Find out more about the turkey frier here

 


 

Other Alternative Cooking Methods with Cooking Times

5 Injection Marinades for Turkey


 

Comments

Been using one of these for several years, now have two of them. One for up to 16# turkey, the other up to 25# (don't know if they still make this one) and get rave reviews every time I cook anything in them. Have converted many former oil users to the "Big Easy" oil-less method. Don't know if you are interested, but would love to have your recipe for your injection, sounds really interesting.

Love your magazine and your newsletter!!!

I want the recipe too!!!

I want to know if you can cook a prebrined turkey using this receipe?

Yes, you can brine before using oiless frier. 

I just assembled the Dry-Fryer I bought last year and used it twice at Thanksgiving. Assembly takes 20-40 minutes, depending, and is very simple. Set up a second one and used it with relatives in Denver over Christmas: took half the time of the first one. Also cooked a third 15lb turkey there- usually, cooking time is 10 minutes/pound, but on a cold (16 degrees)windy day we added about 20 minutes to finish the turkey. Haven't had any problems with cooking evenly and don't know why one would, as the turkey is completely surrounded by a stainless steel cylinder radiating heat.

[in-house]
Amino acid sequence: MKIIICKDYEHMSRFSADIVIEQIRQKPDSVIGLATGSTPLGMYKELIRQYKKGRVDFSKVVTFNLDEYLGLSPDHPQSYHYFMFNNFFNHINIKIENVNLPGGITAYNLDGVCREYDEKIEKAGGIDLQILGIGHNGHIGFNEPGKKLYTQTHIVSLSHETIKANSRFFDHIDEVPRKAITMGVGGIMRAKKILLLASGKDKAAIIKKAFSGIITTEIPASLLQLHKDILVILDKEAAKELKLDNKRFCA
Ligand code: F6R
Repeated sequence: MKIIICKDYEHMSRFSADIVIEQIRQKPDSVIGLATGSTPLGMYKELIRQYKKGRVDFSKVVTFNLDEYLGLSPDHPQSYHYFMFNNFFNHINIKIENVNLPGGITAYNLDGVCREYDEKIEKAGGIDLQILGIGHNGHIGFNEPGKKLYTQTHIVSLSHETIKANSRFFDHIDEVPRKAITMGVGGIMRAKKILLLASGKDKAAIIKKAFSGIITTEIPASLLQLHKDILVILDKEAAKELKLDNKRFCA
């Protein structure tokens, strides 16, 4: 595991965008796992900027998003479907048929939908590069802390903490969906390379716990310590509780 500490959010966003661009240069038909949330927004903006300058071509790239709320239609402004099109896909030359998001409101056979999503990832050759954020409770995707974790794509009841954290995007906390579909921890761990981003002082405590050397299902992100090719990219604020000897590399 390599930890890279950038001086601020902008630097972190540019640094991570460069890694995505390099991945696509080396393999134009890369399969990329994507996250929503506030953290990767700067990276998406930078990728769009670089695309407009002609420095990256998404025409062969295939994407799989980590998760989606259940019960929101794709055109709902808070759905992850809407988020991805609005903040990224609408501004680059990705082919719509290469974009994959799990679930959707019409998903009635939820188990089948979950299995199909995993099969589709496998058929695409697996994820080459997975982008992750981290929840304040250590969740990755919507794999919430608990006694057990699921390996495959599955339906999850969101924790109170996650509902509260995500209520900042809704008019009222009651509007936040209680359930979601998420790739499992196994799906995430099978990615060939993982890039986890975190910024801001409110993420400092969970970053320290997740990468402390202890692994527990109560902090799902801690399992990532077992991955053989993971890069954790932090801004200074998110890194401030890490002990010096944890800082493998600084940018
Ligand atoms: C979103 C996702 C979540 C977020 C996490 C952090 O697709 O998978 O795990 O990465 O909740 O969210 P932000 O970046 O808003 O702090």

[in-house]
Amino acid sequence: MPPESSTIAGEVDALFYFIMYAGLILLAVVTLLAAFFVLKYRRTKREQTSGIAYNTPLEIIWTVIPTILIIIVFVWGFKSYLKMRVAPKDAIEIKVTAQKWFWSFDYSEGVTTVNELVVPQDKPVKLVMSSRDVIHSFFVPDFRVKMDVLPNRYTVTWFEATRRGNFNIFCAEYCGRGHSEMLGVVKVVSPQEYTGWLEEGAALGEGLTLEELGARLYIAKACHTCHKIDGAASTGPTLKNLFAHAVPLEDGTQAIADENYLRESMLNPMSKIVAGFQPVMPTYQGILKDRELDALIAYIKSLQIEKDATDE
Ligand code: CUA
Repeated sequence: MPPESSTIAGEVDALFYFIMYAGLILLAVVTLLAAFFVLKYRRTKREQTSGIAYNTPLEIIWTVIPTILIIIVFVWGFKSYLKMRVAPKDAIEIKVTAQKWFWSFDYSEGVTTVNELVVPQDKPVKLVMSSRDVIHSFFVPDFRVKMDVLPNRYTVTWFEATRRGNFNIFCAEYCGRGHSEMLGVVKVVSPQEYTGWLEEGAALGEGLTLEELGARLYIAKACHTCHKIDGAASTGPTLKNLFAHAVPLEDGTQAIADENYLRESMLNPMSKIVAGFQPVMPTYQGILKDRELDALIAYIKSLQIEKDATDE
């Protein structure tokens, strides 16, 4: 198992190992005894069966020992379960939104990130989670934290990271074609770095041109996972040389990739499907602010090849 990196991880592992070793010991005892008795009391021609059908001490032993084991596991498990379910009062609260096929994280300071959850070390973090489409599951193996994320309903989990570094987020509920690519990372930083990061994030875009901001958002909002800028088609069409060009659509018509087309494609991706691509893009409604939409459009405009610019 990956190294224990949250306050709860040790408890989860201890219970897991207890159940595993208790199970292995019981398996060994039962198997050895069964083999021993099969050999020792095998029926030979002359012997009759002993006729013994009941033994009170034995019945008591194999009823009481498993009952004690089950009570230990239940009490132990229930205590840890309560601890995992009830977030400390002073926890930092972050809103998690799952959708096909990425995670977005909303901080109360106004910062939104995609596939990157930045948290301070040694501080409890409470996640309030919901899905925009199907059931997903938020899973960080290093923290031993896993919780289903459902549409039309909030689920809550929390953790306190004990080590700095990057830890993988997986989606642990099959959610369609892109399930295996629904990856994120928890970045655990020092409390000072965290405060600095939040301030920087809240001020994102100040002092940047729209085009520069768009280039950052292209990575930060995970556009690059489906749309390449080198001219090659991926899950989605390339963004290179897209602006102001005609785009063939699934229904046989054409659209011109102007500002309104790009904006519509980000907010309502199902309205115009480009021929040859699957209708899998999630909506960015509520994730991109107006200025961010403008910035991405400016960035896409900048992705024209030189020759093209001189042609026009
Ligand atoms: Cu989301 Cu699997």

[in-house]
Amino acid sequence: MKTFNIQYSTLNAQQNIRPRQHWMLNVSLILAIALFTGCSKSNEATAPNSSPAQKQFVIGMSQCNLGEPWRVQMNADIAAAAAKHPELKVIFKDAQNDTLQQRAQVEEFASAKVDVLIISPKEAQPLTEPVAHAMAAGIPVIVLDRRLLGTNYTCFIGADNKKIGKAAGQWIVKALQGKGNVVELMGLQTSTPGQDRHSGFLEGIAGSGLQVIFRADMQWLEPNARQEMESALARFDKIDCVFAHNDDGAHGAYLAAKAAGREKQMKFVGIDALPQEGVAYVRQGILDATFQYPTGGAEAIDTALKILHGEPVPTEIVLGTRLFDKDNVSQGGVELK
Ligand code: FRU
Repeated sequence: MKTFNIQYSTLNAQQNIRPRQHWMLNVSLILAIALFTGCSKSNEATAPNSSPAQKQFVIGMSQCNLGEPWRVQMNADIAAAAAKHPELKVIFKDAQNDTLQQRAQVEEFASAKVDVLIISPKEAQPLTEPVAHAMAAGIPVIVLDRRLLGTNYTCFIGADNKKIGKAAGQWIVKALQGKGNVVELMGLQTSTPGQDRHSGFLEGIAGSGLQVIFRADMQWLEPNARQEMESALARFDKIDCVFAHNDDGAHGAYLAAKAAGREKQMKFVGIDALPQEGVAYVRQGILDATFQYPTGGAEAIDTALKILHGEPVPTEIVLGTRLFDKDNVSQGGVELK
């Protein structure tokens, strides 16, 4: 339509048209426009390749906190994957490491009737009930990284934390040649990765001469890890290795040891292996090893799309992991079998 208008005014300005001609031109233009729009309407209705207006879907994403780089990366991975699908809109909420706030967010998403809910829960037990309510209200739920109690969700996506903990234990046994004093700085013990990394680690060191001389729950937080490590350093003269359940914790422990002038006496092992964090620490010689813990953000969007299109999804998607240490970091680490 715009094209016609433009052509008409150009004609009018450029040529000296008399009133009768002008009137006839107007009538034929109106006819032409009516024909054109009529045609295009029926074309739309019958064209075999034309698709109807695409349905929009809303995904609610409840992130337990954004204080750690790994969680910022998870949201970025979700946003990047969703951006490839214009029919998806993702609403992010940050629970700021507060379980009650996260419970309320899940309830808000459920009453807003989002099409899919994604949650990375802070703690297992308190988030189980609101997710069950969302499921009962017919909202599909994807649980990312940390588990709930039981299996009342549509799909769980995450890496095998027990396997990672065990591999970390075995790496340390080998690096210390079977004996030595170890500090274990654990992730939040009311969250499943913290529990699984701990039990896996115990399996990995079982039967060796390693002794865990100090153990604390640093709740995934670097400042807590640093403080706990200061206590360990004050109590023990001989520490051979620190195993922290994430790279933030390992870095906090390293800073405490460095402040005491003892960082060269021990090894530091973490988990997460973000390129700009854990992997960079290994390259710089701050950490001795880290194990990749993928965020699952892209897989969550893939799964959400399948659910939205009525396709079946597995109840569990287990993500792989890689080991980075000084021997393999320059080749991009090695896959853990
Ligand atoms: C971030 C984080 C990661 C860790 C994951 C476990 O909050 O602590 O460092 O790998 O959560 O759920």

15 lbs seems to be the ideal size: you might be able to stuff a larger bird in there, but probably not much more than 20lbs. All three turkeys we've cooked so far have been /perfect/. I am a big fan. Normal price is $99 to $109 or so, but I see that today (Dec.28th) they are $79 on Amazon.

My comment is about the wire basket that comes with the oil-less fryer. I opted to use the stand from my peanut fryer instead. It requires the same triangle hook and give you a better presentation.

1. It eliminates the possiblity of the turkey sticking to the basket and the impressions you get from the turkey leaning lopsided in the basket.

2. It makes turning the bird over much easier which allows the turkey to cook more throughly.  I start breast side down, then I take foil and wrap the legs and flip it to breast side up and continue cooking till I get 162 degres.   It will continue to cook after you take it out,  I tent it with foil leaving the juiciest bird my family's ever tasted! Good luck and Happy Thanksgiving!

Just bought an oil-less "fryer" yesterday and will try it out tomorrow. Thanks for the tip about using the stand from your fryer, that's exactly what I'm going to do!

I seem to be having issues. I used it for 2 years not. Both were 12 lbs turkies and both have came out under cooked. I've cooked both for 2 1/2 hours each. Would stick a probe in and it would say 165 or 170 both times. Go to cut it up and find raw parts on the turkey. Can someone help

I had the same problem today when cooking a turkey breast.  Thermometer said 165-170 yet it was raw in the center.  We ended up cooking it about twice as long as recommended (approx 20 minutes per pound).  Made me question whether something is wrong my my new cooker.  

One thought might be that the bird has to be completely thawed out before cooking.